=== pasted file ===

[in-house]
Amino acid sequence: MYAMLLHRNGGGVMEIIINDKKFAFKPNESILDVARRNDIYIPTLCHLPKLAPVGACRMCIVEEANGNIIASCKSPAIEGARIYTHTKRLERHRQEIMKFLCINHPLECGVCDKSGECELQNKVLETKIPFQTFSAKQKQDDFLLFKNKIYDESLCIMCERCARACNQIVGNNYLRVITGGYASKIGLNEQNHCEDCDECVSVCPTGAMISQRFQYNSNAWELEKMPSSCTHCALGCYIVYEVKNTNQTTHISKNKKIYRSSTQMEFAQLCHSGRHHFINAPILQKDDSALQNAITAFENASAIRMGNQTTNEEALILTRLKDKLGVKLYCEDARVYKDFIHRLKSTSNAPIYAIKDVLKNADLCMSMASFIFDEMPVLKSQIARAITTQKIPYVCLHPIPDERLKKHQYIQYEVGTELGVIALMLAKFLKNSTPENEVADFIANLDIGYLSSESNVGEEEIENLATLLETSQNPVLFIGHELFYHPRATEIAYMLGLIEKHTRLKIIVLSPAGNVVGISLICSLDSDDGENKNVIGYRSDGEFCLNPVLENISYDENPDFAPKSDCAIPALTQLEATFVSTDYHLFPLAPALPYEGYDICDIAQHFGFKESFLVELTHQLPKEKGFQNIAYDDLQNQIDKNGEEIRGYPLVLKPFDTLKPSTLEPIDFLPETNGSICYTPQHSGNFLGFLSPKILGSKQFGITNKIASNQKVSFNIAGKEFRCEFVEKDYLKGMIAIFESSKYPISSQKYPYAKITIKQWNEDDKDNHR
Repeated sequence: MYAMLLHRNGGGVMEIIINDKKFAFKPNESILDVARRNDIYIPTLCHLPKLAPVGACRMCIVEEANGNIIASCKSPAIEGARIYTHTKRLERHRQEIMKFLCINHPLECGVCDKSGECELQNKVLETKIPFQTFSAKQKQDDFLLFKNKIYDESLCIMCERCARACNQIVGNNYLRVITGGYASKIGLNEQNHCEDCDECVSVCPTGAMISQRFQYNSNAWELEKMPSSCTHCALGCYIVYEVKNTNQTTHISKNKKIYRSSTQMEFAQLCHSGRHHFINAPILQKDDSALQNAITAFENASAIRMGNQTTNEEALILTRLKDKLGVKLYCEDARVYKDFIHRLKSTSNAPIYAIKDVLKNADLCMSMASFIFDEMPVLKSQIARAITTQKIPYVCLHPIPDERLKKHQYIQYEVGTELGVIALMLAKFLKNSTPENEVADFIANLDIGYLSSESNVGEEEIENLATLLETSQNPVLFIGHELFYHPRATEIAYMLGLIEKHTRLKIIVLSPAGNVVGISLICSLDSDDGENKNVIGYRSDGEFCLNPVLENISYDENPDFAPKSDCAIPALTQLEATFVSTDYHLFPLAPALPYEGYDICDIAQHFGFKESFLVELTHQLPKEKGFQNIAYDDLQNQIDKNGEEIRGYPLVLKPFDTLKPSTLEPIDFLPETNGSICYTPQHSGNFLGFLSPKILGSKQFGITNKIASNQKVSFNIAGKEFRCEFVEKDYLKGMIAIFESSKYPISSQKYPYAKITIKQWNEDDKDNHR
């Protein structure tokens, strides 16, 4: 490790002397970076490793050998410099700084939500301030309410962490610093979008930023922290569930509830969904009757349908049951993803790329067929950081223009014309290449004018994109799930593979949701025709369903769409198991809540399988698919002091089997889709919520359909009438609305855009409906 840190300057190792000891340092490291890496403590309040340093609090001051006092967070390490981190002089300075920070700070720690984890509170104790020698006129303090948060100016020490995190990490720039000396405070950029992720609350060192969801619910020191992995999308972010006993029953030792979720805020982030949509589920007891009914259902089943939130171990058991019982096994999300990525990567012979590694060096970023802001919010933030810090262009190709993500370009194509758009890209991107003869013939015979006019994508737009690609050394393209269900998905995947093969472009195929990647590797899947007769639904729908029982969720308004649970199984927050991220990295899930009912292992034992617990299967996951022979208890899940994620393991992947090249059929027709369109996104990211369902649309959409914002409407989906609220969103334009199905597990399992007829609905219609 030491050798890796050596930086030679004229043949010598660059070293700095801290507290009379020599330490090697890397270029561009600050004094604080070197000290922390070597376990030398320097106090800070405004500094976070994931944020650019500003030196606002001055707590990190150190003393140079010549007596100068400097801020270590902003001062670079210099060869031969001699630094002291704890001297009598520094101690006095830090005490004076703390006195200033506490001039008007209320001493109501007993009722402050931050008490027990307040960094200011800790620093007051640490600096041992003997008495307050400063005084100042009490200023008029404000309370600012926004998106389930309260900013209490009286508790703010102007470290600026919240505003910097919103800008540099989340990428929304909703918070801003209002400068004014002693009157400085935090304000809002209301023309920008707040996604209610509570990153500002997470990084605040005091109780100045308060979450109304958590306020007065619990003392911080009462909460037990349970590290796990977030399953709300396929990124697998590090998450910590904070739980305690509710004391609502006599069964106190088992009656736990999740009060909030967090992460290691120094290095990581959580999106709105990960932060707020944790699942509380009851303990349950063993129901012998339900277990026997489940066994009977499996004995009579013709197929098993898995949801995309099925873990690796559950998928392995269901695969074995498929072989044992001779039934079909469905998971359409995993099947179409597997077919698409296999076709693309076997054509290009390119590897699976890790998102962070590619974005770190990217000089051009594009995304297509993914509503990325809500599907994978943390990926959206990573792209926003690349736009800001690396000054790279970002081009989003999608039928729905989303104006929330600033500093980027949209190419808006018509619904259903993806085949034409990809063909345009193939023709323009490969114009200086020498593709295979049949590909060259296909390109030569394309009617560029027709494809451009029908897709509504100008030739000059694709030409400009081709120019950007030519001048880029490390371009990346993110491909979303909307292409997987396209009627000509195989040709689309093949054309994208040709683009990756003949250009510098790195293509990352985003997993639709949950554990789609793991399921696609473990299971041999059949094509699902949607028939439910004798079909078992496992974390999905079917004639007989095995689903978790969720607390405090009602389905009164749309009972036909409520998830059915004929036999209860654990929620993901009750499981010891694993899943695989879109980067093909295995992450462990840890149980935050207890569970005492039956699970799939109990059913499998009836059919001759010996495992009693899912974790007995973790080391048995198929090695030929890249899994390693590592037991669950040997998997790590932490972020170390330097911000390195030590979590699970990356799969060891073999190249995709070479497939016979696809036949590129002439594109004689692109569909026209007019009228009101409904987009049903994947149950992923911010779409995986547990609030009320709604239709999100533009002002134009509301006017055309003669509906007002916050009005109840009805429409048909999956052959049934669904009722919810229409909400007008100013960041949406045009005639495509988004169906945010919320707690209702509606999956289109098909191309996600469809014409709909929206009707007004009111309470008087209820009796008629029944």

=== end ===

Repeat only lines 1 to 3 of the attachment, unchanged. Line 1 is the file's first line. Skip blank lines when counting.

[in-house]
Amino acid sequence: MYAMLLHRNGGGVMEIIINDKKFAFKPNESILDVARRNDIYIPTLCHLPKLAPVGACRMCIVEEANGNIIASCKSPAIEGARIYTHTKRLERHRQEIMKFLCINHPLECGVCDKSGECELQNKVLETKIPFQTFSAKQKQDDFLLFKNKIYDESLCIMCERCARACNQIVGNNYLRVITGGYASKIGLNEQNHCEDCDECVSVCPTGAMISQRFQYNSNAWELEKMPSSCTHCALGCYIVYEVKNTNQTTHISKNKKIYRSSTQMEFAQLCHSGRHHFINAPILQKDDSALQNAITAFENASAIRMGNQTTNEEALILTRLKDKLGVKLYCEDARVYKDFIHRLKSTSNAPIYAIKDVLKNADLCMSMASFIFDEMPVLKSQIARAITTQKIPYVCLHPIPDERLKKHQYIQYEVGTELGVIALMLAKFLKNSTPENEVADFIANLDIGYLSSESNVGEEEIENLATLLETSQNPVLFIGHELFYHPRATEIAYMLGLIEKHTRLKIIVLSPAGNVVGISLICSLDSDDGENKNVIGYRSDGEFCLNPVLENISYDENPDFAPKSDCAIPALTQLEATFVSTDYHLFPLAPALPYEGYDICDIAQHFGFKESFLVELTHQLPKEKGFQNIAYDDLQNQIDKNGEEIRGYPLVLKPFDTLKPSTLEPIDFLPETNGSICYTPQHSGNFLGFLSPKILGSKQFGITNKIASNQKVSFNIAGKEFRCEFVEKDYLKGMIAIFESSKYPISSQKYPYAKITIKQWNEDDKDNHR
Repeated sequence: MYAMLLHRNGGGVMEIIINDKKFAFKPNESILDVARRNDIYIPTLCHLPKLAPVGACRMCIVEEANGNIIASCKSPAIEGARIYTHTKRLERHRQEIMKFLCINHPLECGVCDKSGECELQNKVLETKIPFQTFSAKQKQDDFLLFKNKIYDESLCIMCERCARACNQIVGNNYLRVITGGYASKIGLNEQNHCEDCDECVSVCPTGAMISQRFQYNSNAWELEKMPSSCTHCALGCYIVYEVKNTNQTTHISKNKKIYRSSTQMEFAQLCHSGRHHFINAPILQKDDSALQNAITAFENASAIRMGNQTTNEEALILTRLKDKLGVKLYCEDARVYKDFIHRLKSTSNAPIYAIKDVLKNADLCMSMASFIFDEMPVLKSQIARAITTQKIPYVCLHPIPDERLKKHQYIQYEVGTELGVIALMLAKFLKNSTPENEVADFIANLDIGYLSSESNVGEEEIENLATLLETSQNPVLFIGHELFYHPRATEIAYMLGLIEKHTRLKIIVLSPAGNVVGISLICSLDSDDGENKNVIGYRSDGEFCLNPVLENISYDENPDFAPKSDCAIPALTQLEATFVSTDYHLFPLAPALPYEGYDICDIAQHFGFKESFLVELTHQLPKEKGFQNIAYDDLQNQIDKNGEEIRGYPLVLKPFDTLKPSTLEPIDFLPETNGSICYTPQHSGNFLGFLSPKILGSKQFGITNKIASNQKVSFNIAGKEFRCEFVEKDYLKGMIAIFESSKYPISSQKYPYAKITIKQWNEDDKDNHR